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Invasive Species: Marbled Crayfish
*Not detected in Michigan*
WHAT TO LOOK FOR
- A medium-sized crayfish, ranging from 4 to 5 inches in length.
- A marbled color pattern most visible on its carapace or back.
- Coloring is generally olive to dark brown but can range from tan to reddish to blue.
- Claws are slender or narrow.
Marbled crayfish are named for the streaked or marbled appearance of the shell and claws. Photo courtesy of Ranja Adriantsoa.
- Native calico crayfish are small (2” to 3.5”) and generally grayish-green in color. Claw tips or pincers are orange, and purple-tinged in adult males.
- Native white river crayfish have larger, more rounded claws. Both claws and carapace are covered with raised bumps or tubercles.
- See photos of these native crayfish in the Crayfish of Michigan Poster.
REPORT MARBLED CRAYFISH
- Lucas Nathan, DNR Fisheries Division, email@example.com 517-599-9323.
ABOUT THIS SPECIES
Habitat: Marbled crayfish have been found in streams, rivers, ditches, ponds, wetlands and retention basins. They can survive in drought conditions by burrowing into the soil. Marbled crayfish have been observed migrating across land.
Native Range: Since the marbled crayfish originated in the pet trade, it does not exist anywhere as a wild native population. Since its discovery in the German pet trade in the 1990’s, marbled crayfish have established populations in the wild in Germany, Austria, Italy, the Netherlands, the UK, Japan and Madagascar.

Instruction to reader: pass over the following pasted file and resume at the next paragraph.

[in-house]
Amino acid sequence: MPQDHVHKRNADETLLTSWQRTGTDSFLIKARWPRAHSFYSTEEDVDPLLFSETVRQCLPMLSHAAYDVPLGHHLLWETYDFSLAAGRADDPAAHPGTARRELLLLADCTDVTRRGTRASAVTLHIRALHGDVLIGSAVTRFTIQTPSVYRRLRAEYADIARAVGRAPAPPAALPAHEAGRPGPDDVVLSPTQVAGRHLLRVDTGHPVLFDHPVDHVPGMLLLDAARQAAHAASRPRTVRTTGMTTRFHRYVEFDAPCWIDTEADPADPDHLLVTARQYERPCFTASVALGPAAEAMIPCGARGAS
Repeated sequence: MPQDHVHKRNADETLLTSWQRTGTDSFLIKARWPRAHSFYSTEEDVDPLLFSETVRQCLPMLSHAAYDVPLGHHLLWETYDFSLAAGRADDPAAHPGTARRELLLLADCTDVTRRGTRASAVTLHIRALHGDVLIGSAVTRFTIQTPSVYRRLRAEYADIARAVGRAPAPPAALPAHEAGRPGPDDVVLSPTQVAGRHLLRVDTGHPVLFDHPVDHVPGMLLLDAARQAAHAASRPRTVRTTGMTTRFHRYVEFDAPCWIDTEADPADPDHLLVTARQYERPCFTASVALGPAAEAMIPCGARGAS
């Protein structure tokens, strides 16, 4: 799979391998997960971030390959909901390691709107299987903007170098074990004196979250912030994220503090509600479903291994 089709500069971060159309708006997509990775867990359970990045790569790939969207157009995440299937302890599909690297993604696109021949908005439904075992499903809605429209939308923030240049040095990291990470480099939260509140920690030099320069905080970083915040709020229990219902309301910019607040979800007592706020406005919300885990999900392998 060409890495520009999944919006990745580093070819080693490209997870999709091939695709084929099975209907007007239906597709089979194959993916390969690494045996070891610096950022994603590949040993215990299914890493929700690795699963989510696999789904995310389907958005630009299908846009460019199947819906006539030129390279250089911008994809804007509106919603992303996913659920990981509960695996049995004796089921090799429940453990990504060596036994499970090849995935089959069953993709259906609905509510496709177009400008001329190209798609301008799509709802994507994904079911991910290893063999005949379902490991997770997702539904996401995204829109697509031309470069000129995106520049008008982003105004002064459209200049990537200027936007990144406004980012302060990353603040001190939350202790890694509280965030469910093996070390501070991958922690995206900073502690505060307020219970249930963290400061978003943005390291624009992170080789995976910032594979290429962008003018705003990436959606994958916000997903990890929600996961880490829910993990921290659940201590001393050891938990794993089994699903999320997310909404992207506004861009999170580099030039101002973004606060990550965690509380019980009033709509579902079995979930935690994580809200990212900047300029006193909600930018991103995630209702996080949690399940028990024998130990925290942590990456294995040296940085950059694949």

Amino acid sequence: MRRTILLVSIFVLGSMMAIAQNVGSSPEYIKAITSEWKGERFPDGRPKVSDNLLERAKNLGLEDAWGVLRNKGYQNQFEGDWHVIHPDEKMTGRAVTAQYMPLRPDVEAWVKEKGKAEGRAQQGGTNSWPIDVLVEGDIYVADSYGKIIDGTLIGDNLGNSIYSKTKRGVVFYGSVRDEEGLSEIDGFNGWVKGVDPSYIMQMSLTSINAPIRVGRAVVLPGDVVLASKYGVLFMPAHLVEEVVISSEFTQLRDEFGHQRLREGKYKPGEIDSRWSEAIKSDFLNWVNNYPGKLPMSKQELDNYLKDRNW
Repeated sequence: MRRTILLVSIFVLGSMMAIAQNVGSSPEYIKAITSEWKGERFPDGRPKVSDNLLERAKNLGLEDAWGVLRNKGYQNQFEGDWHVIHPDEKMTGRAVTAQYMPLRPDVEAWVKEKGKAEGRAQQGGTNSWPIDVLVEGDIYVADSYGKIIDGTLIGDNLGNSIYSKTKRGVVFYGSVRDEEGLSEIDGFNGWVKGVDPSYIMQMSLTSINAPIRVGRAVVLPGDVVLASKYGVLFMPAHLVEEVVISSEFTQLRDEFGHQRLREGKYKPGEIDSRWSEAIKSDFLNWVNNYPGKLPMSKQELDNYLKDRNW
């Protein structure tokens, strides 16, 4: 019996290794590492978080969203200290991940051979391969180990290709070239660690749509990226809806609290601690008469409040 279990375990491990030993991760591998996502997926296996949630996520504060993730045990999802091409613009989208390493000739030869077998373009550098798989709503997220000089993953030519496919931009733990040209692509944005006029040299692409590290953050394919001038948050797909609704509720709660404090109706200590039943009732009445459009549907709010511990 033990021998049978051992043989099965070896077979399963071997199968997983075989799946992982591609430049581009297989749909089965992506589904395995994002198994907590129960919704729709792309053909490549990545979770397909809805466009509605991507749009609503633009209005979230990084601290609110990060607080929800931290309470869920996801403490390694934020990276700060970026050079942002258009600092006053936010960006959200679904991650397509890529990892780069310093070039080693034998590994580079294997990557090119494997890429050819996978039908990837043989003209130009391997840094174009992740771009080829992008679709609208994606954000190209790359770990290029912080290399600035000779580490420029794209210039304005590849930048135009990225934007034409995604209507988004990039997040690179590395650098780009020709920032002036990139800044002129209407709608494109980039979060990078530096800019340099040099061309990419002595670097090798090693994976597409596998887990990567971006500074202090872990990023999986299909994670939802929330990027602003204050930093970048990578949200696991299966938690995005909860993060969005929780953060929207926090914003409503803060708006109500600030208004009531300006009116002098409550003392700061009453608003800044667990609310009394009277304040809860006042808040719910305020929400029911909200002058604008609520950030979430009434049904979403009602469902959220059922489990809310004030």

U.S. Distribution: Marbled crayfish have not been detected in the wild in the U.S.
Michigan Distribution: Marbled crayfish have not been detected in the wild in Michigan.
Michigan Status: Marbled crayfish are prohibited in Michigan.
Local Concern: The marbled crayfish is the only known decapod crustacean that reproduces through parthenogenesis (i.e., ability to self-clone): all individuals are female and have the ability to lay up to 700 unfertilized eggs that develop into genetically identical offspring. With rapid reproduction and aggressive behavior, marbled crayfish can quickly dominate lakes, ponds and streams. Marbled crayfish feed on algae, plants, snails and amphibians and can out-compete native species including fish. Burrowing can destabilize banks and shorelines.
Means of Introduction and Spread: Marbled crayfish are widely available in the aquarium trade, creating a high risk of introduction and spread through the release of unwanted pets. Because of their cloning ability, a single individual can establish a population.
- Marbled crayfish have not been identified in public waters in Michigan but were available in the pet trade prior to being added to the Prohibited Species List in 2020. As such, preventing the release of this species from the pet trade is a high management priority. In addition, early detection and public reporting will be critical to detect marbled crayfish prior to establishment.
- In order to comply with the new invasive species order, owners of marbled crayfish should humanely dispose of any specimens in their possession and clean tanks thoroughly to assure no eggs or young remain. The American Veterinary Medical Association’s Guidelines for Euthanasia of Animals: 2020 Edition provides recommendations for humane disposal of aquatic invertebrates including crayfish. Note that flushing an aquatic animal down a drain or toilet is not considered humane and does not necessarily kill the animal but can introduce it into a water system.
- Preferred methods of disposal per the AVMA are to euthanize by submerging crayfish in clove oil, ethanol, or other anesthetics (Page 89 of AVMA). If those methods are not available, freezing crayfish for an extended period of time (> 48 hours) can also be used as an alternative euthanasia method.
- Never release aquarium plants or animals – RIPPLE video
- Marbled Crayfish (Procambarus virginalis) Ecological Risk Screening Summary - U.S. Fish and Wildlife Service